Officially, as of the start of the year, I've joined Faculty.
Faculty is not just new to me, but something altogether new. It's also something that feels older than it is. The familiar, experienced kind of old. The good kind. The kind I like.
It was founded by my good friend and long-term colleague Chris Shiflett, whom I'm very happy to be working with, directly, again.
People often ask us how long we've worked together, and the best answer I can come up with is "around 15 years"—nearly all of the mature part of my career. Since the early 2000s, Chris and I have attended and spoken at conferences together, he wrote a column for PHP Architect under my watch as the Editor-in-Chief, I worked on Chris's team at OmniTI, we ran Web Advent together, and we worked collaboratively at Fictive Kin.
A surprised "fifteen years!" is a common response, understandably—that's an eternity in web time. On a platform that reinvents itself regularly, where we (as a group) often find ourselves jumping from trend to trend, it's a rare privilege to be able to work with friends with such a rich history.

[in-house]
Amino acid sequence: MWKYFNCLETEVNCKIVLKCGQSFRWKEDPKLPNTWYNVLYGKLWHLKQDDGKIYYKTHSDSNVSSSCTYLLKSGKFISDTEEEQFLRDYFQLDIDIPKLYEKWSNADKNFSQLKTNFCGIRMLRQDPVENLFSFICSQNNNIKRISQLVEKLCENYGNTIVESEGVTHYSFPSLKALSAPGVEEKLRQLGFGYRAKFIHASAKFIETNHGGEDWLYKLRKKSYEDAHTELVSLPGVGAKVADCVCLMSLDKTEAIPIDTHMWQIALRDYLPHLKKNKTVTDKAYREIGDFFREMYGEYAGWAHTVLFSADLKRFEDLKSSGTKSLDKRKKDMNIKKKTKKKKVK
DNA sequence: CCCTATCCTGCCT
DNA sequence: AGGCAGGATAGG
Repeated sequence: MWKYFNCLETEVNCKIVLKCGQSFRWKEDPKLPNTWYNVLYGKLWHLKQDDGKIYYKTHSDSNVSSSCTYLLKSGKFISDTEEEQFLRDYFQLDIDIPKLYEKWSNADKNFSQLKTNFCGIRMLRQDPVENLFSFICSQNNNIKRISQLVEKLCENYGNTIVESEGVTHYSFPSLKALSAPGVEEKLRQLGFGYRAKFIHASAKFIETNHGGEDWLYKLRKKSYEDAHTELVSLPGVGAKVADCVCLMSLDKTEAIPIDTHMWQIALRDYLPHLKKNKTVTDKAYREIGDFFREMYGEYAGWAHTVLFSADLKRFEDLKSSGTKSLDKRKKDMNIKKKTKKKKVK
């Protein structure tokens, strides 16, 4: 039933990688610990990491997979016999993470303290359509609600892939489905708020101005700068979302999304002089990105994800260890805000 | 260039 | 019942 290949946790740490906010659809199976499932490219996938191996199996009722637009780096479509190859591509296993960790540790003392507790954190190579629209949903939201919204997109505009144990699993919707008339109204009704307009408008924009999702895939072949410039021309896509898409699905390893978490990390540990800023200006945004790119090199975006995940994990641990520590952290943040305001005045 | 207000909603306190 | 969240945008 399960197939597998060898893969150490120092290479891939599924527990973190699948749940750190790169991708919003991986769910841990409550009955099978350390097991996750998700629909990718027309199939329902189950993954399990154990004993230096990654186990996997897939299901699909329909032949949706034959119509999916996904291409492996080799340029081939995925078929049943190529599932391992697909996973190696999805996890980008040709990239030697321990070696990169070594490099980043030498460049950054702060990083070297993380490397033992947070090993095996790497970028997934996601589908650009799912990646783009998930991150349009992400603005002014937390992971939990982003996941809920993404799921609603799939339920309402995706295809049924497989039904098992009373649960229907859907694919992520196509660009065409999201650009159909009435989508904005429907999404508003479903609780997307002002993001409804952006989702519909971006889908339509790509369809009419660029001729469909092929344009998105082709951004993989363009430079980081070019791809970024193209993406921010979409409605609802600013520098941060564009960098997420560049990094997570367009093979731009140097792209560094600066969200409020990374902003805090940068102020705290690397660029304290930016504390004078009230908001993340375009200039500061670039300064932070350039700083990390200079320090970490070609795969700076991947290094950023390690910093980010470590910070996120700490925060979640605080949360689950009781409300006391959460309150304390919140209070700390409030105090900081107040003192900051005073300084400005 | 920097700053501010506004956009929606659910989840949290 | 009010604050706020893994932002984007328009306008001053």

This kind of long-haul thinking also informs the ethos of Faculty, itself. We're particularly interested in mixing experience, proven methodologies and technology, and core values, together with promising newer (but solid) technologies and ideas. We help clients reduce bloat, slowness, and inefficiencies, while building solutions to web and app problems.
We care about doing things right, not just quickly. We want to help clients build projects they (and we) can be proud of. We remember the promise—and the output—of Web 2.0, and feel like we might have strayed a little away from the best Web that we can build. I'm really looking forward to leveraging our team's collective and collected experience to bring excellence, attention to detail, durability, and robustness to help—even if in some small way—influence the next wave of web architecture and development.